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Of Burgs, Bistros and Boutiques

November 6, 2018
By Darren Fraser , Emmetsburg News

by Darren Fraser

Economic Development Director Darrick Young began in retail 35 years ago for Woolworth. At the time, he remembers the company not be overly concerned by the emergence of "this upstart company." That company was Walmart and the rest is history.

Young uses Woolworth as a cautionary tale. "For small businesses to survive, particularly in small towns, they must not follow the traditional mom and pop model, "Young says. "They must shift to a modern model."

Article Photos

Darrick Young in his office at The Shores. Young says Emmetsburg is perfectly positioned for economic growth.
--Darren Fraser photo

That modern model is a throwback to the time when shoppers wandered up and down streets and window shopped-in other words, storefronts, displays and boutiques. "Boutiques are the new hot thing," says Young.

Amazon remains the 800-pound gorilla in the room. "You can't have a conversation about retail and not discuss Amazon," says Young. Different these days is the slow death of shopping malls. "There are 980 shopping malls in this country. Next year over 200 will shut down," says Young. E-commerce is taking its toll but Young says people no patronize the mega centers. They now prefer the downtown experience. An experience tailormade for Emmetsburg.

"Right now, we don't have the facilities for outdoor [bistro] seating. And the zoning doesn't permit it," says Young. "But I am confident after the new sidewalks go in next spring, we will change the law." The allure is not just an aesthetic one. Young is a devotee of Roger Brooks and his Destination Development organization. According to Brooks, an active downtown shopping area creates its own buzz. Young agrees. "Passersby see our citizens eating, shopping and milling about and they want to stop and find out what's going on." The converse of this is the ghost town effect. "You ever drive through a town and see nothing happening?" asks Young. "Why would anyone want to stop?"

Egypt has the gift of the Nile; Emmetsburg has the gift of the highways. "Where are people headed during the summer? The lakes. How do they get there? Either coming up [highway] four or across eighteen. What we need to ensure is this traffic stops on the way and spends money in Emmetsburg."

Five years ago, the city took steps to increase the odds of this happening. Nineteen businesses received federal money to improve their facades. Earlier this year, professors from Ball State University paid a visit to see the results. "One of the first things they asked is how many businesses that didn't receive grant money fixed up their facades? I looked at Deb [Hite] and we thought, 'Maybe three.' It was nine," Young says.

He adds he and Hite suffered from familiarity breeds ambivalence. One of the Ball State committee said the courthouse was a beautiful building. "I drive by that courthouse every day and I don't see it. But he is right."

Young sees the seven vacant downtown retail spaces as opportunities. "I'm thinking 2020, after we complete the sidewalks. We will fill those storefronts."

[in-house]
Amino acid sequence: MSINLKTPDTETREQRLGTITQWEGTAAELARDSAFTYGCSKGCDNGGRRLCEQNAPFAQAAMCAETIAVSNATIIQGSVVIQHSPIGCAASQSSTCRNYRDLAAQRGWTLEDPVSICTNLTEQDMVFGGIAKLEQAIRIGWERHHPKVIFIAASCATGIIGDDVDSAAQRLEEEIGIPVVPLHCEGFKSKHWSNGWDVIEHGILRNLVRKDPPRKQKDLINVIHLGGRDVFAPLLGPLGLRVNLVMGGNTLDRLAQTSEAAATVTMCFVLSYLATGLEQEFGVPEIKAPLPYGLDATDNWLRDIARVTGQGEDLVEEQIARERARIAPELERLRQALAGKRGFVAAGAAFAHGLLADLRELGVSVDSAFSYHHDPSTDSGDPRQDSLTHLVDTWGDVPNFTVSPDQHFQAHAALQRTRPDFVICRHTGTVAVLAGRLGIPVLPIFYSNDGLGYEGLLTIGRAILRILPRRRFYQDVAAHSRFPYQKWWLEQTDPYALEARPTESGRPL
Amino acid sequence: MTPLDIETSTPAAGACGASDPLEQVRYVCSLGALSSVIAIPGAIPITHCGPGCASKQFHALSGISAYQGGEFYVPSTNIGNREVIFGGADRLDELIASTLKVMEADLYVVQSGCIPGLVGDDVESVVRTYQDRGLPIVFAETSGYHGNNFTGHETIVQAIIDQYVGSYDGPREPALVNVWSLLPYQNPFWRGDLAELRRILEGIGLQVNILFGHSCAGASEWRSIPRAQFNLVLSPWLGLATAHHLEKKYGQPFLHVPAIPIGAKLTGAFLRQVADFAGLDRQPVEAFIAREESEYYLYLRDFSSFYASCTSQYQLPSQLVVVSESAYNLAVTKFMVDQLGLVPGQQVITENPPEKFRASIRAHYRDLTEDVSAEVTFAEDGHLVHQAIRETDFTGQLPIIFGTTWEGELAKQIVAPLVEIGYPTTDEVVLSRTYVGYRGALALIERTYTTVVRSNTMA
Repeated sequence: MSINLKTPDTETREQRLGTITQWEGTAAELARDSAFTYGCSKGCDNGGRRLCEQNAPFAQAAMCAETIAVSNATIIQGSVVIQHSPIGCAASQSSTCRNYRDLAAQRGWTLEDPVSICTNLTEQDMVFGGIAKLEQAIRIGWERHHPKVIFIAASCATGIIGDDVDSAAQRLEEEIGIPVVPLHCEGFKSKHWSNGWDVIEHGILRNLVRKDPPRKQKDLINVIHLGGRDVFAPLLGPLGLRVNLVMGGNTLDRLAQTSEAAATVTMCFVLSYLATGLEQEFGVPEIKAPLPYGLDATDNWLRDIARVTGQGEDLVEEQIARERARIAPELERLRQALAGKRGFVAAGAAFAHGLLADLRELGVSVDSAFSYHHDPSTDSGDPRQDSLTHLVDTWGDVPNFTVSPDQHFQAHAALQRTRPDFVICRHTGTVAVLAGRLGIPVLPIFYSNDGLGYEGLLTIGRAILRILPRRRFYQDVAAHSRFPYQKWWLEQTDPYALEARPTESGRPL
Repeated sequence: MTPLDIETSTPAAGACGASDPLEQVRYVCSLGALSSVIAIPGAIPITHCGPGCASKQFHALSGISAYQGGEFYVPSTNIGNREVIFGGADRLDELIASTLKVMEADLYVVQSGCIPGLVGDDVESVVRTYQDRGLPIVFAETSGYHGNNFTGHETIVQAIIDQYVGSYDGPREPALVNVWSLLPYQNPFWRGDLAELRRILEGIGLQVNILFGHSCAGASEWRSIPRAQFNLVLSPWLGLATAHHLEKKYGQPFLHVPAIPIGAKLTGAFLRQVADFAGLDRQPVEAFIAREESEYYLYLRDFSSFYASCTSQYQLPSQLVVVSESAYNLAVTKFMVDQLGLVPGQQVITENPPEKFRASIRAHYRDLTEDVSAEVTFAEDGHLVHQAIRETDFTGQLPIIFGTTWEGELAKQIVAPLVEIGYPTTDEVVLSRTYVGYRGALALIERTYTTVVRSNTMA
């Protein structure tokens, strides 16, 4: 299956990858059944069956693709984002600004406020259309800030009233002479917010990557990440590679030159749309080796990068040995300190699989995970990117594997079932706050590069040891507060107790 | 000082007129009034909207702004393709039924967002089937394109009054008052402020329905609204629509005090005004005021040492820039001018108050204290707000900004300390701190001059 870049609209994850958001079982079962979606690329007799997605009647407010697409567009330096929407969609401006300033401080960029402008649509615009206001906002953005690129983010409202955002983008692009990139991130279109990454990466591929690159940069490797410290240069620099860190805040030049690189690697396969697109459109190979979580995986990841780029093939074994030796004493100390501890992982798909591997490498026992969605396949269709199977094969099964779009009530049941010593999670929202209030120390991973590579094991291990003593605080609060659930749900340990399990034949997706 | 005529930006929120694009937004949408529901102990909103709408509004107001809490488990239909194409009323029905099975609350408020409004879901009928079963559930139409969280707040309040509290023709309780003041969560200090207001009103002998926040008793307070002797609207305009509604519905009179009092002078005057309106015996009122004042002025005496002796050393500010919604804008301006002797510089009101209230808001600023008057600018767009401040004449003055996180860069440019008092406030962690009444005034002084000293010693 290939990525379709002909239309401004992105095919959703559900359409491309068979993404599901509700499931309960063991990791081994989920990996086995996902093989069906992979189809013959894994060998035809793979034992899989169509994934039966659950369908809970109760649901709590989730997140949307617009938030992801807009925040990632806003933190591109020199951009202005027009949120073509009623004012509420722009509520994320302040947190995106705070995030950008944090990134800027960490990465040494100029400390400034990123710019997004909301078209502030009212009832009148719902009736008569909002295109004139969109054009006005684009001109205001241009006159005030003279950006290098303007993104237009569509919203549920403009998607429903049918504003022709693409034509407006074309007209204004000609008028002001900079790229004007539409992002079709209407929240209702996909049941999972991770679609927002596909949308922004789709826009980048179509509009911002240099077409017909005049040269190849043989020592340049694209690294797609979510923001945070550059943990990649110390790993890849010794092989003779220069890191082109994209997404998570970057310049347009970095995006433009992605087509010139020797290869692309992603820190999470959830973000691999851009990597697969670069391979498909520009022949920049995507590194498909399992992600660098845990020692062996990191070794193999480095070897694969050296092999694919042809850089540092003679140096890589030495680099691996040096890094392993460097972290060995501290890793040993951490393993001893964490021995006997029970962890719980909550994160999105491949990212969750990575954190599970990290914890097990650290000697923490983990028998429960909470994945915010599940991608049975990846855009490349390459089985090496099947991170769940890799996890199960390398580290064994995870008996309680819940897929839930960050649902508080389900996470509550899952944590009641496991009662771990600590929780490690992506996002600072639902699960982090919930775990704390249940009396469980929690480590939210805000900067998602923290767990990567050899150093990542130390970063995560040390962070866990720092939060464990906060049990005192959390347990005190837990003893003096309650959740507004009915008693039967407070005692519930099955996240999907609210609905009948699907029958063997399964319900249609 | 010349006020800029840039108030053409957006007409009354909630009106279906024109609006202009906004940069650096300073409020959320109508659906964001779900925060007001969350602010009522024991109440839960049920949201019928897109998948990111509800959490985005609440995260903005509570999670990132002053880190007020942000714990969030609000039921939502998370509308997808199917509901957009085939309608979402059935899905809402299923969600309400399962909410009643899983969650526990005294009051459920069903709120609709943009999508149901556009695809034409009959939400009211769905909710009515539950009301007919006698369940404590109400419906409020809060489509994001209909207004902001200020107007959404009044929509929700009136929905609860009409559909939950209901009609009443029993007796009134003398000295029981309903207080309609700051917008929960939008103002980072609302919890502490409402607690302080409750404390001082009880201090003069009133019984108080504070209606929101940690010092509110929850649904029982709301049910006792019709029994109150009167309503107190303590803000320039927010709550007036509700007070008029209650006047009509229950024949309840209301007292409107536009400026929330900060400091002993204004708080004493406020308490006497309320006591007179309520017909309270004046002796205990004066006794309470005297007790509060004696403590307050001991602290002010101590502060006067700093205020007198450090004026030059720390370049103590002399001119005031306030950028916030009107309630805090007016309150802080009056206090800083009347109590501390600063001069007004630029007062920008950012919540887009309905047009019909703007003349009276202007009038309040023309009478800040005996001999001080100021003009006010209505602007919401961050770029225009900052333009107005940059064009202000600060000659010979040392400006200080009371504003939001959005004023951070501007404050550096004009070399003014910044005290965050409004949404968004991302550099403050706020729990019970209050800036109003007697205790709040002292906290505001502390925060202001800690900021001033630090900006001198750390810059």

Young has attended two of Brooks' seminars. The last time he saw Brooks was in Iowa City. "They have six or seven blocks devoted to pedestrians. I was there midweek. The bistro seating was full. There was live music. By seven p.m., the mall was packed."

Iowa City is by no means unique. Cities across the country have discovered the benefits of converting busy shopping districts into pedestrian malls.

Young turns the conversation toward destination shopping. "Look at Heavenly Celebration here in Emmetsburg. People from all over go there to buy wedding gowns." This is the core philosophy behind boutique and bistro retail. "A boutique must always stay on top of what's hot. This means not buying something in bulk but being able to shift inventory to meet the latest demands." Young sees a symbiotic relationship between boutiques and bistros. "It's about activity," he says.

Young also mentions brewpubs. "These are the latest thing. I know a guy who initially opened four days a week but now he's open all week." Again, this goes back to ambiance. During nice weather, people want to be outside enjoying a beer. With other establishments offering bistro seating, with boutiques attracting window shoppers-this creates buzz; this creates revenue.

Young mentions Five Island Life and the good work Kelly Bay is doing. "The wine walk. Fun on the five. We hoping to do something for winter. Maybe winter games. And then there's this." Young spreads his arms indicating his office which is in The Shores. "We had 43 weddings here. Four were from Emmetsburg. When I go home [on the night of a wedding], half the license plates in the parking lot are for Kossuth or Emmet counties. That means people staying in our hotels, buying gas, eating in our restaurants, drinking in our bars, etc. It's a win, win, win."

Young knows there will always be people who shop at Walmart. "I'd rather hit myself in the head with a hammer than go to Walmart," he says. The key is to offset the loss of those sales by ramping up tourism and tourist dollars. "We have a lake, most of which is in our city limits. We have a casino. We have Poet and AGP. We have all the traffic going to the lakes. All we have to do is get people to stop and discover what a great place is Emmetsburg."

 
 
 

 

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